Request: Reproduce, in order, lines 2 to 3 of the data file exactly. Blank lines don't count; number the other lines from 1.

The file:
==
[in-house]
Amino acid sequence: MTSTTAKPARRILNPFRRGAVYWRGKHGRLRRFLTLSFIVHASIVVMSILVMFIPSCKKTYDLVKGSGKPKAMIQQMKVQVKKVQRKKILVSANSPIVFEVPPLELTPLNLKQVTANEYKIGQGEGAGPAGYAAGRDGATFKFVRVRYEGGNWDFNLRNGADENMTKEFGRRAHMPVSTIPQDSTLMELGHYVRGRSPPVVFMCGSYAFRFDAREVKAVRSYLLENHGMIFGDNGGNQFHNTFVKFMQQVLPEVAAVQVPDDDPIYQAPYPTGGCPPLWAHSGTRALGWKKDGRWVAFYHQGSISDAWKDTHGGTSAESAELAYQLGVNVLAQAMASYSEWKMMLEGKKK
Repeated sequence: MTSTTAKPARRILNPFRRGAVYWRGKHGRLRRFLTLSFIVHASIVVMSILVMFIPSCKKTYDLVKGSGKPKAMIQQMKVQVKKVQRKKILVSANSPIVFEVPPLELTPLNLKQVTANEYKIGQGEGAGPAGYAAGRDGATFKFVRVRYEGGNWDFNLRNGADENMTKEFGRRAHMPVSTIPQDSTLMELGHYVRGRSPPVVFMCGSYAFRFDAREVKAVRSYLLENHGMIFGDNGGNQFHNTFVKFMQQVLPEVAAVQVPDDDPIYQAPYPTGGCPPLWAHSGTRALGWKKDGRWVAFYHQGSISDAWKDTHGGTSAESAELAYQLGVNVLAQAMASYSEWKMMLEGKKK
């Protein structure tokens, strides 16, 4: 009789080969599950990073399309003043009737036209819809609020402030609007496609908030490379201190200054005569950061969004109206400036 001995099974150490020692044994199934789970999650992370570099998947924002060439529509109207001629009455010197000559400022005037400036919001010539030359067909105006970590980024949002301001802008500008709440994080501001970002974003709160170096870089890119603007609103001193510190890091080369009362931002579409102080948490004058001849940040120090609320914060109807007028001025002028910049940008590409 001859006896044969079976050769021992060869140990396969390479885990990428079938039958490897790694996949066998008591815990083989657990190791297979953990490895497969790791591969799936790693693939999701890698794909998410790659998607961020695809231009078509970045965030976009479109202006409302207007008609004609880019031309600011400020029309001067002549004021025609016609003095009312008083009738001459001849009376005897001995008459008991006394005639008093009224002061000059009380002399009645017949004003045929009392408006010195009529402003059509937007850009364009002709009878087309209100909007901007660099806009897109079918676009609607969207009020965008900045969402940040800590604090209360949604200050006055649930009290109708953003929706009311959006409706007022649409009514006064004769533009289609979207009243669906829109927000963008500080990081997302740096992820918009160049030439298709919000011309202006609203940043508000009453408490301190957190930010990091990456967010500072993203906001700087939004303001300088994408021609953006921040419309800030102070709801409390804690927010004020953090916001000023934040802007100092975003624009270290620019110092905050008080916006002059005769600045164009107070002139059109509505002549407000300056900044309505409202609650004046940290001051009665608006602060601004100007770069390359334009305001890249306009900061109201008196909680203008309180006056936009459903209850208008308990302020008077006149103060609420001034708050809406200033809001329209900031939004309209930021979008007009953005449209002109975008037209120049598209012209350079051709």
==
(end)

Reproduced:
Amino acid sequence: MTSTTAKPARRILNPFRRGAVYWRGKHGRLRRFLTLSFIVHASIVVMSILVMFIPSCKKTYDLVKGSGKPKAMIQQMKVQVKKVQRKKILVSANSPIVFEVPPLELTPLNLKQVTANEYKIGQGEGAGPAGYAAGRDGATFKFVRVRYEGGNWDFNLRNGADENMTKEFGRRAHMPVSTIPQDSTLMELGHYVRGRSPPVVFMCGSYAFRFDAREVKAVRSYLLENHGMIFGDNGGNQFHNTFVKFMQQVLPEVAAVQVPDDDPIYQAPYPTGGCPPLWAHSGTRALGWKKDGRWVAFYHQGSISDAWKDTHGGTSAESAELAYQLGVNVLAQAMASYSEWKMMLEGKKK
Repeated sequence: MTSTTAKPARRILNPFRRGAVYWRGKHGRLRRFLTLSFIVHASIVVMSILVMFIPSCKKTYDLVKGSGKPKAMIQQMKVQVKKVQRKKILVSANSPIVFEVPPLELTPLNLKQVTANEYKIGQGEGAGPAGYAAGRDGATFKFVRVRYEGGNWDFNLRNGADENMTKEFGRRAHMPVSTIPQDSTLMELGHYVRGRSPPVVFMCGSYAFRFDAREVKAVRSYLLENHGMIFGDNGGNQFHNTFVKFMQQVLPEVAAVQVPDDDPIYQAPYPTGGCPPLWAHSGTRALGWKKDGRWVAFYHQGSISDAWKDTHGGTSAESAELAYQLGVNVLAQAMASYSEWKMMLEGKKK